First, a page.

The linguistic anthropology of Oceania has seen vigorous and productive analysis of language ideologies, ritual performance, personhood, and agency. This article points to three related paths of inquiry that are especially promising. First, language ideologies are analyzed for the ways they shape expectations and interpretations of effective action and social identity. Second, processes of entextualization are examined with reference to Bible translation because Christianity is a dominant social force in contemporary Oceania. Third, prominent recent work on per-sonhood and agency is reviewed, and scholars are urged to reconsider the classic Oceanic term mana in relation to changing understandings of power, including those wrought by religious transformations. These paths of inquiry are intertwined and cross-cutting and can lead to productive new understandings of ideologies and practices of stability and transformation.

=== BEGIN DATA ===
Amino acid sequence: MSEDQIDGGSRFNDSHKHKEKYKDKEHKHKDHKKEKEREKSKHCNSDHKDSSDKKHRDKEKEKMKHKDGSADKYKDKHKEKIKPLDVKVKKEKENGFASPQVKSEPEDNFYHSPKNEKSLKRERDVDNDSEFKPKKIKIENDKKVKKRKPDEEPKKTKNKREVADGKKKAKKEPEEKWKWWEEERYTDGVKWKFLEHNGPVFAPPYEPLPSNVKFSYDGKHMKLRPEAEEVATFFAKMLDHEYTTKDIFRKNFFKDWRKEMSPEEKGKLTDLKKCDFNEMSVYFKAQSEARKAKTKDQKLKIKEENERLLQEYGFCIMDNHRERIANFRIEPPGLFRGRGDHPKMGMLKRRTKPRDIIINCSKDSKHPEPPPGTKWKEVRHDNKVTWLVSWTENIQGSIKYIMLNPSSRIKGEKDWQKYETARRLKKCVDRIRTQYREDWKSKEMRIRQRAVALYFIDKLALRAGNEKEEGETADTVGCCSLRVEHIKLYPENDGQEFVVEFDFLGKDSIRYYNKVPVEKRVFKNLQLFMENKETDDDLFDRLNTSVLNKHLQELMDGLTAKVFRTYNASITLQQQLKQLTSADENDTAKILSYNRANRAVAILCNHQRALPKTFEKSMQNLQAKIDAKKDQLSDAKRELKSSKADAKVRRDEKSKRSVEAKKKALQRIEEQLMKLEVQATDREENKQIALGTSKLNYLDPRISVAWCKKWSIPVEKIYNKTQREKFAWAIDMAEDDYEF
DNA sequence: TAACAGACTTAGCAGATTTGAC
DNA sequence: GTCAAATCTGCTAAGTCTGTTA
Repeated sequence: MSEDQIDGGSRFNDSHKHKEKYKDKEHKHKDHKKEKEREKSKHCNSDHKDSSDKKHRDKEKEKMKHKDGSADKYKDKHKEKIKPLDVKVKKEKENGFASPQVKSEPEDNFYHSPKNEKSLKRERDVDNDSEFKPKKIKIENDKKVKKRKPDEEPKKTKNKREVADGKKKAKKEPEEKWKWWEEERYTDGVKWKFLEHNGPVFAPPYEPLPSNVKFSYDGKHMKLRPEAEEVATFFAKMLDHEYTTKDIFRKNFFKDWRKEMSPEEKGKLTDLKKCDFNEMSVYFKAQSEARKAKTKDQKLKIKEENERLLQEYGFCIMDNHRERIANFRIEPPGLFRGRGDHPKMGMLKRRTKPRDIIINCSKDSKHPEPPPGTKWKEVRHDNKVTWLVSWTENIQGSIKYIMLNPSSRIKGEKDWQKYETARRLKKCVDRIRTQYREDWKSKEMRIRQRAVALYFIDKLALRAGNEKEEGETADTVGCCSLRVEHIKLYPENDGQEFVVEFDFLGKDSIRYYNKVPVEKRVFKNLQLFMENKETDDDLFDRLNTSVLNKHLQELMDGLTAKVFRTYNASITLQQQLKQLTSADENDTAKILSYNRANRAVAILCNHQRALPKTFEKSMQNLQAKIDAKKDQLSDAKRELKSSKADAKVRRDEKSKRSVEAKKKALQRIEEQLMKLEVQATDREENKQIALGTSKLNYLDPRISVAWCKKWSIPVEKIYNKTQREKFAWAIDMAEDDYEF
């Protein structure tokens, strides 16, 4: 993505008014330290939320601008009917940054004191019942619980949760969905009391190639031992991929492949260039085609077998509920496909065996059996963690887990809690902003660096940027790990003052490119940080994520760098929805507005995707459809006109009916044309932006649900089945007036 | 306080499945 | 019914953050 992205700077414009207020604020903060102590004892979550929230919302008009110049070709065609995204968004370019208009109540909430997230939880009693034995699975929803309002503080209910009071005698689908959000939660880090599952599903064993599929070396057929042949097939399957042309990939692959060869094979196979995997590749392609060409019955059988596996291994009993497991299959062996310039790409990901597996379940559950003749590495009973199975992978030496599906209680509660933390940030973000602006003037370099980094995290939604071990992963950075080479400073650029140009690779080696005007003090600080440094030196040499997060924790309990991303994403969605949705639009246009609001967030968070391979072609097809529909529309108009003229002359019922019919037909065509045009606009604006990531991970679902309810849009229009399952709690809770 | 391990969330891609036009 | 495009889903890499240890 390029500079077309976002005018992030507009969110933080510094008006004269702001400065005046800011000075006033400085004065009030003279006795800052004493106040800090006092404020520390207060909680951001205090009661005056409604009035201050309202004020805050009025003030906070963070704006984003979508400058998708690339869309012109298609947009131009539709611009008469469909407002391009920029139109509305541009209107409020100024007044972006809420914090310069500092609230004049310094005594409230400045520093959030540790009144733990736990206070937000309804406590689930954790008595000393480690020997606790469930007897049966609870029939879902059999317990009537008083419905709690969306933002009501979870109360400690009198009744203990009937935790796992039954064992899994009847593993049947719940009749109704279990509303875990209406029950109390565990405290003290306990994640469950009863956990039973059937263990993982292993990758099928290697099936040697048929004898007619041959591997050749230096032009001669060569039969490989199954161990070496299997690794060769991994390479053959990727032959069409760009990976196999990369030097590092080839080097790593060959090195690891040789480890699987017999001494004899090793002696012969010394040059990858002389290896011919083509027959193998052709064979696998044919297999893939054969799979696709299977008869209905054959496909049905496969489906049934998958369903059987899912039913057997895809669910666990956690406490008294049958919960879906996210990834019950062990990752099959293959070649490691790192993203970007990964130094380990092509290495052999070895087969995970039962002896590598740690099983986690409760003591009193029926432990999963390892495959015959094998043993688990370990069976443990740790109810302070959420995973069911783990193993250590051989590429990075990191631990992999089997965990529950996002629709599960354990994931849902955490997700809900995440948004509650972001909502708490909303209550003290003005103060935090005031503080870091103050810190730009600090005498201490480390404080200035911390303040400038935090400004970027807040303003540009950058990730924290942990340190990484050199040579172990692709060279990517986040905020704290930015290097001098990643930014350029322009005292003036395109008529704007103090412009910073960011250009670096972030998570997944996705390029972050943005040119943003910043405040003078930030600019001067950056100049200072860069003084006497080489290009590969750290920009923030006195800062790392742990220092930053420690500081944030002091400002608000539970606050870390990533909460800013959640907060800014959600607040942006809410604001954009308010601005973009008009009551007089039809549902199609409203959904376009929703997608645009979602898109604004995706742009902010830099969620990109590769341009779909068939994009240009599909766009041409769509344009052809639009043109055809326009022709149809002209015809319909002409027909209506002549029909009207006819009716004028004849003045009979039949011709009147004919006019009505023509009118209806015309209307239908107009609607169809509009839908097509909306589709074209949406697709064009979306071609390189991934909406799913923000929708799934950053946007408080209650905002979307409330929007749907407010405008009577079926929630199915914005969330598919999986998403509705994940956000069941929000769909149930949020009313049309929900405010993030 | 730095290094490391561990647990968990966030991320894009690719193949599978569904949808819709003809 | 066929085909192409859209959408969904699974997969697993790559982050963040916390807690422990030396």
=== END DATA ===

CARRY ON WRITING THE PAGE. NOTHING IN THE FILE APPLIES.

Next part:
|Annual Review of Anthropology
|Published - 2009